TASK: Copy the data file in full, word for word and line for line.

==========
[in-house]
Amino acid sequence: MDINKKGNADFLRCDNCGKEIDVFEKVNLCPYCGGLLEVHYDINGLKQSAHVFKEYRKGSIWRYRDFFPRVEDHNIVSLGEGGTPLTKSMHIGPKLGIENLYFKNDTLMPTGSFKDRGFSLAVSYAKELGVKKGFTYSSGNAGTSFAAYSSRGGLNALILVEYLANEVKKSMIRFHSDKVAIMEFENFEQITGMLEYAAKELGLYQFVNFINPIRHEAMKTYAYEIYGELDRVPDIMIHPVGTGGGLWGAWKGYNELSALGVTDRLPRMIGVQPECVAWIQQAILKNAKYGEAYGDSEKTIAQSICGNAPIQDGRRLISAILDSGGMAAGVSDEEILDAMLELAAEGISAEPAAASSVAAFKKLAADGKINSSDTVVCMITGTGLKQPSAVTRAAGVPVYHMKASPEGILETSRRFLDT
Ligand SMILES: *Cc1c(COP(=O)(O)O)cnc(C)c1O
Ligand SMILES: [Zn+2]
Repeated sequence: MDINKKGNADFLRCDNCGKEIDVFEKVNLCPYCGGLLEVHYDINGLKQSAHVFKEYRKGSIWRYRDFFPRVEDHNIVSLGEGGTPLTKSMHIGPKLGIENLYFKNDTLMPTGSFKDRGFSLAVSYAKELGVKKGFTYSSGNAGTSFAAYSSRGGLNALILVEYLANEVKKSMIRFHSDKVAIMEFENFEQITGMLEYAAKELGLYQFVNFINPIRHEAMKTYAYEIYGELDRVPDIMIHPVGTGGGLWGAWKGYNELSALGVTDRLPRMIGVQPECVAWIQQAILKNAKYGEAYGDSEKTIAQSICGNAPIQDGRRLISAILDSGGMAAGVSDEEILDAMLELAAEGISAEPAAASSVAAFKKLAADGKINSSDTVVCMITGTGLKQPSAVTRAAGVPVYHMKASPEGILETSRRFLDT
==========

[in-house]
Amino acid sequence: MDINKKGNADFLRCDNCGKEIDVFEKVNLCPYCGGLLEVHYDINGLKQSAHVFKEYRKGSIWRYRDFFPRVEDHNIVSLGEGGTPLTKSMHIGPKLGIENLYFKNDTLMPTGSFKDRGFSLAVSYAKELGVKKGFTYSSGNAGTSFAAYSSRGGLNALILVEYLANEVKKSMIRFHSDKVAIMEFENFEQITGMLEYAAKELGLYQFVNFINPIRHEAMKTYAYEIYGELDRVPDIMIHPVGTGGGLWGAWKGYNELSALGVTDRLPRMIGVQPECVAWIQQAILKNAKYGEAYGDSEKTIAQSICGNAPIQDGRRLISAILDSGGMAAGVSDEEILDAMLELAAEGISAEPAAASSVAAFKKLAADGKINSSDTVVCMITGTGLKQPSAVTRAAGVPVYHMKASPEGILETSRRFLDT
Ligand SMILES: *Cc1c(COP(=O)(O)O)cnc(C)c1O
Ligand SMILES: [Zn+2]
Repeated sequence: MDINKKGNADFLRCDNCGKEIDVFEKVNLCPYCGGLLEVHYDINGLKQSAHVFKEYRKGSIWRYRDFFPRVEDHNIVSLGEGGTPLTKSMHIGPKLGIENLYFKNDTLMPTGSFKDRGFSLAVSYAKELGVKKGFTYSSGNAGTSFAAYSSRGGLNALILVEYLANEVKKSMIRFHSDKVAIMEFENFEQITGMLEYAAKELGLYQFVNFINPIRHEAMKTYAYEIYGELDRVPDIMIHPVGTGGGLWGAWKGYNELSALGVTDRLPRMIGVQPECVAWIQQAILKNAKYGEAYGDSEKTIAQSICGNAPIQDGRRLISAILDSGGMAAGVSDEEILDAMLELAAEGISAEPAAASSVAAFKKLAADGKINSSDTVVCMITGTGLKQPSAVTRAAGVPVYHMKASPEGILETSRRFLDT